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Don’t forget about your liquid sulfur

Upon production in the upstream Claus Condensers, liquid sulfur inevitably contains both dissolved H2S and conjugated polysulfides, H2Sx. Depending on the position of the specific Condenser in the process, the concentration of H2S bearing species in the liquid can range from 200 to 700 ppm. From a personnel safety perspective, direct exposure at these levels could be fatal!

From a product quality perspective, safety is also, obviously, the driver with respect to reliable liquid sulfur degassing operations. The presence of elevated H2S can create both a toxic and corrosive environment with respect to downstream product handling. Here, while the H2S content should be quite low, concentrated pockets can indeed develop in the sulfur holding tank and also pose a potentially serious risk to those loading trucks and rail cars. Most importantly, it should not be assumed that these individuals are experts in terms of mitigating the risks associated with H2S (i.e. knowledge of wind direction, body position, etc.)!

When an engineered degasification process is employed, the industry standard is for there to be less than 10 ppm H2S remaining in the liquid sulfur product. In the absence of any agitation, the final product should contain no more than 30 ppm. Here, these general expectations lead nicely into the following case study:

A gas processor in Western Canada, and regular SRE client, provides their liquid sulfur product to a nearby forming facility. The specific business arrangement is very simple: A processing/forming fee is charged back to the provider prior to marketing of the final, solid sulfur product. Considering the current market demand for sulfur, it is important that additional forming fees are not charged due to out-of-spec liquid sulfur.

This case study begins with the Gas Plant having received notice that liquid sulfur, recently received and subsequently sent out for analysis by the forming facility, contained elevated H2S. Furthermore, a nearby resident filed an odor complaint around the same time period. Here, SRE was contracted and immediately mobilized to begin troubleshooting this degassing issue starting the very next day!

SRE’s tailored, on-site liquid sulfur analysis provides fast and accurate results in terms of total H2S content in your liquid sulfur by utilizing a catalyst to quickly convert polysulfides back to H2S. Initial liquid sulfur samples, collected from the degassed portion of each sulfur pit, revealed that only one of the two pits (i.e. multiple sulfur trains on-site) was discharging out-of-spec liquid sulfur. Sulfur from the two pits is stored in common collection tanks, which were also determined to be out-of-spec and confirmed the results reported by the forming facility. Of important note, SRE conducted on-site liquid sulfur analyses for this same client just a year before and all results, at all locations, were well below 10 ppm.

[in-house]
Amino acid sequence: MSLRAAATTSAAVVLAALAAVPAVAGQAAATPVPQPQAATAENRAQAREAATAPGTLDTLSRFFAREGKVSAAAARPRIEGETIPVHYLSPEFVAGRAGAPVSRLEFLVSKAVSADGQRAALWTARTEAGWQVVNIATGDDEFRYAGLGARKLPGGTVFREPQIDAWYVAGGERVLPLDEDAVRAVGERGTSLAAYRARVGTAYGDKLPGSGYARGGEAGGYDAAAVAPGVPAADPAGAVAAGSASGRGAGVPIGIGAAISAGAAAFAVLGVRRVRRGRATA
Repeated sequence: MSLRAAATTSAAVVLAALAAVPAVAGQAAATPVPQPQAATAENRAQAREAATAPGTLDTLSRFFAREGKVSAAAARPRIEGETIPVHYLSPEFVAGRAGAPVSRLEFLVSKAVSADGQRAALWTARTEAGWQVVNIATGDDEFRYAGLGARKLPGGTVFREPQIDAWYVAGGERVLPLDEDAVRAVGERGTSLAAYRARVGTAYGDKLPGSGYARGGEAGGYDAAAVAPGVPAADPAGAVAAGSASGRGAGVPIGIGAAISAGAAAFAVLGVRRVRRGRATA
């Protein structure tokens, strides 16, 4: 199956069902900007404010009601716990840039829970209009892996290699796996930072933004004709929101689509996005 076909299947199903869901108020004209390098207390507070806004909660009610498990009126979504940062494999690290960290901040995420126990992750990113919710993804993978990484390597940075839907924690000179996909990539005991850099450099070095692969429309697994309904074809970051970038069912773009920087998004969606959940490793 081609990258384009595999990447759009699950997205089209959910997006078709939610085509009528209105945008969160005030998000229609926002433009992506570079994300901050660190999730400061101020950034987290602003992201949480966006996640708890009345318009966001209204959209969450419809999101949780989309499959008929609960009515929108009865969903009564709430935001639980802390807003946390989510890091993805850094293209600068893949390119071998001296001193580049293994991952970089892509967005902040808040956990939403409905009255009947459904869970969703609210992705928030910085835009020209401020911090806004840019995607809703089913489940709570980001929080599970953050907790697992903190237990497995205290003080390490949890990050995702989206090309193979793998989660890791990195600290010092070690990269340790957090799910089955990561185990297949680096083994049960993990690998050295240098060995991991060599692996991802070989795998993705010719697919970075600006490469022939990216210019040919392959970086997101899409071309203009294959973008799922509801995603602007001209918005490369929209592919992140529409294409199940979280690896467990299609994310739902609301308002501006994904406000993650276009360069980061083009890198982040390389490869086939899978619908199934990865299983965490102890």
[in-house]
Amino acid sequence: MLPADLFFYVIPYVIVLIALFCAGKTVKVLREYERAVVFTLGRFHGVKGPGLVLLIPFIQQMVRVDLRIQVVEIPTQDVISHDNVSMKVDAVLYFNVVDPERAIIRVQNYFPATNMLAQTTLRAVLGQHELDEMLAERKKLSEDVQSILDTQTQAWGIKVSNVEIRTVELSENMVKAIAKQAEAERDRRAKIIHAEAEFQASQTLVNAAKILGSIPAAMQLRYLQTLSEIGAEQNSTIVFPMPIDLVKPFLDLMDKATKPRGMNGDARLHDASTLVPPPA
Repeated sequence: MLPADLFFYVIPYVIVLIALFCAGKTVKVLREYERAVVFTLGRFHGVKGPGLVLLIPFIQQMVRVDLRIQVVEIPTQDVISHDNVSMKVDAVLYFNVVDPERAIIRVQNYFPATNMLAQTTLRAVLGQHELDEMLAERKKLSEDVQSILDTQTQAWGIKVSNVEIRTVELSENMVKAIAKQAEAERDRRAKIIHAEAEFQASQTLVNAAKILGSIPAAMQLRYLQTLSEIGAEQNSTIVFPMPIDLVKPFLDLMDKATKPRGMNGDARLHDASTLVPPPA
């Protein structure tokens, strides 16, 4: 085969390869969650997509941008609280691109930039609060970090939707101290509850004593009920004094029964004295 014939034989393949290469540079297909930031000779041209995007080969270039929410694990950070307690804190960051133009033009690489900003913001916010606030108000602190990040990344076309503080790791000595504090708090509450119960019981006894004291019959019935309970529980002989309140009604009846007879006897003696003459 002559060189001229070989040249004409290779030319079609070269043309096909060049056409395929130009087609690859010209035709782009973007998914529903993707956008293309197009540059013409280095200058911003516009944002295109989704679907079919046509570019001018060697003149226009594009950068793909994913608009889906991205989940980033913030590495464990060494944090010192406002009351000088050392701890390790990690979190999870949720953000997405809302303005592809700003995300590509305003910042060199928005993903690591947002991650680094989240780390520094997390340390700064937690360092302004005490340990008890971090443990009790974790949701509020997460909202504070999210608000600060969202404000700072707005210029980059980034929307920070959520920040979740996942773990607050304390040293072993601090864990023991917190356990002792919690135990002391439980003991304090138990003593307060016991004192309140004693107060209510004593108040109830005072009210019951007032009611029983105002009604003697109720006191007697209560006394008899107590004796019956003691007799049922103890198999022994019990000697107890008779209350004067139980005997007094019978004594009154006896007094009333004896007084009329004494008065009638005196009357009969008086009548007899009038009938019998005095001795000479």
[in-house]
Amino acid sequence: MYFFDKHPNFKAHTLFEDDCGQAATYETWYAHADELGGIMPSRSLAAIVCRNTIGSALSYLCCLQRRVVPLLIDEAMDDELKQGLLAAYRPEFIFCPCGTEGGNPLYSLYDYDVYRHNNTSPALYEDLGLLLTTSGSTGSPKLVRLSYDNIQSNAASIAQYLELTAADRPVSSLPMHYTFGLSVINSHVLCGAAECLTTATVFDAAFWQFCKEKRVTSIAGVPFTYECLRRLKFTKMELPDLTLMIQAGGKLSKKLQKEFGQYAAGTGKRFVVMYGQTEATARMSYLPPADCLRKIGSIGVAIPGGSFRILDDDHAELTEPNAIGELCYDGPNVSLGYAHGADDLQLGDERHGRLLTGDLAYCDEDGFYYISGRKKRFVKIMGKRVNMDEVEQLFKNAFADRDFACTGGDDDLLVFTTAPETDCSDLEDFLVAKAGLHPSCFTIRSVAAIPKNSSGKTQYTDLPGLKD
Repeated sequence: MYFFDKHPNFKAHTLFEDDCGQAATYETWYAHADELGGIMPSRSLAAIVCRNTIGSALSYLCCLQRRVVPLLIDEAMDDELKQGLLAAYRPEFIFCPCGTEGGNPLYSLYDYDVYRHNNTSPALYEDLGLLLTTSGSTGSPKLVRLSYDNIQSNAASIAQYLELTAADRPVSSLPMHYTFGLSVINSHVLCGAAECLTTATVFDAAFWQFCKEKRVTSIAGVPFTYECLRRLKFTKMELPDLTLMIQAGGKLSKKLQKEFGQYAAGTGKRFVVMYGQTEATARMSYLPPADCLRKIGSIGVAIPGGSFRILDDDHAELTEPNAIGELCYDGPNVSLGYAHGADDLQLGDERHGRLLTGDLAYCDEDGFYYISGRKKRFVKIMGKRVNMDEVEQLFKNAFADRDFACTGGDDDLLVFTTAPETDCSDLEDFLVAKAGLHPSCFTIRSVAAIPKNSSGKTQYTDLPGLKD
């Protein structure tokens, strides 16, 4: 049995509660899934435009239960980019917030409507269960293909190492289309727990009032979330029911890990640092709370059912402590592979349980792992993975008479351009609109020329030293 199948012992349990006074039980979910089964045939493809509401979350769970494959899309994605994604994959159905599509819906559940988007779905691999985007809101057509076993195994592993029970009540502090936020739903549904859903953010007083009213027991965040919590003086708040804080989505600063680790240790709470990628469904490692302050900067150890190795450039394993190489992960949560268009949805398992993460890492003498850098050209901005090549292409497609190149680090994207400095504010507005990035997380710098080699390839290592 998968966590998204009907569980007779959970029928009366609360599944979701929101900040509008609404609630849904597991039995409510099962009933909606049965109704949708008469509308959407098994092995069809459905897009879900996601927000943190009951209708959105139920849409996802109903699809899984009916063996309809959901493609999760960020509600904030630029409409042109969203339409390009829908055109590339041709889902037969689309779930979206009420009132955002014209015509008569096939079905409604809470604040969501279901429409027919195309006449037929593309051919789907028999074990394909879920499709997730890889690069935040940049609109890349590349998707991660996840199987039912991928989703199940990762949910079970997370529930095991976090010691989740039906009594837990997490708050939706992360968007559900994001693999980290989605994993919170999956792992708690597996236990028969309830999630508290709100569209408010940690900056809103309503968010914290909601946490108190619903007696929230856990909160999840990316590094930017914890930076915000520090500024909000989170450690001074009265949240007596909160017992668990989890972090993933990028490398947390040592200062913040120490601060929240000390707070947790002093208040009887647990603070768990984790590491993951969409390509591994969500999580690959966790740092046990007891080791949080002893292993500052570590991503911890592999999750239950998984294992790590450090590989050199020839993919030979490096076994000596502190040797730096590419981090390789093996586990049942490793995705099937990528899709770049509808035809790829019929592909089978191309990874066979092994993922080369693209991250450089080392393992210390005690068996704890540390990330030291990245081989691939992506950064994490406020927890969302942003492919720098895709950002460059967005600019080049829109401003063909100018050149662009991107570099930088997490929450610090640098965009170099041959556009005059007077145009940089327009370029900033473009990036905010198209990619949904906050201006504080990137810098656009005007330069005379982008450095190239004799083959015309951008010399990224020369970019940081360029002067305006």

From above, the key to this solving this problem was to determine the critical operating difference between the two degassing pits. In conjunction with SRE’s on-site liquid sulfur analyses and a formal review of previous operations (i.e. DCS data, Operator logs, etc.), the power of SRE’s proprietary Gas Chromatograph application provided the necessary insight into the issue and a path forward for the client.

With time, liquid sulfur will naturally degas. Agitation also plays a key role and works to speed up this process and, essentially, serve as a robust control to mitigate product quality-associated risks. As was previously mentioned, when an engineered degasification process is employed, the industry standard is for there to be less than 10 ppm H2S remaining in the liquid sulfur product. However, sweep air, across the top of the liquid surface in the degassing pit is required to achieve a reasonable level of H2S removal. It follows that a sweep air-related issue would negatively impact the overall the driving force, setup at the interface of the liquid sulfur level and pit’s vapor space. If we cannot remove the previously released H2S (by way of sweep air), then we can only remove so much from the liquid sulfur!

Vapor space gas samples were analyzed and clearly depicted the discrepancy amongst the two pits. Here, there was approximately five times more H2S present in the vapor space of the degassing pit in question! Reduced air velocities, measured with an anemometer at all available locations, and reduced air temperatures, specifically across the heating element near the pit’s intake, supported SRE’s Gas Chromatograph findings and subsequent conclusion of significantly reduced sweep air flow. Shortly after the troubleshooting site-visit, the client determined that a portion of the sweep air line leading to the Thermal Incinerator had collapsed and was the root cause of liquid sulfur quality challenge.

Most clients perform, at a minimum, an annual SRU Performance Evaluation. The most important take away from this case study is that the degassing process is truly an important part of the SRU, but is, typically, overlooked. By taking a more proactive approach, SRE can easily verify the performance of your degassing system while on-site conducting regularly scheduled, ‘more typical’ SRU-related service offerings. If additional, routine verification is necessary, SRE also offers a Tuned Liquid Sulfur Safety Test Kit, which is very easy for your Operations and Engineering teams to operate and utilize for more frequent analyses. In terms of protecting your facilities, personnel, and bottom line- SRE has you covered!

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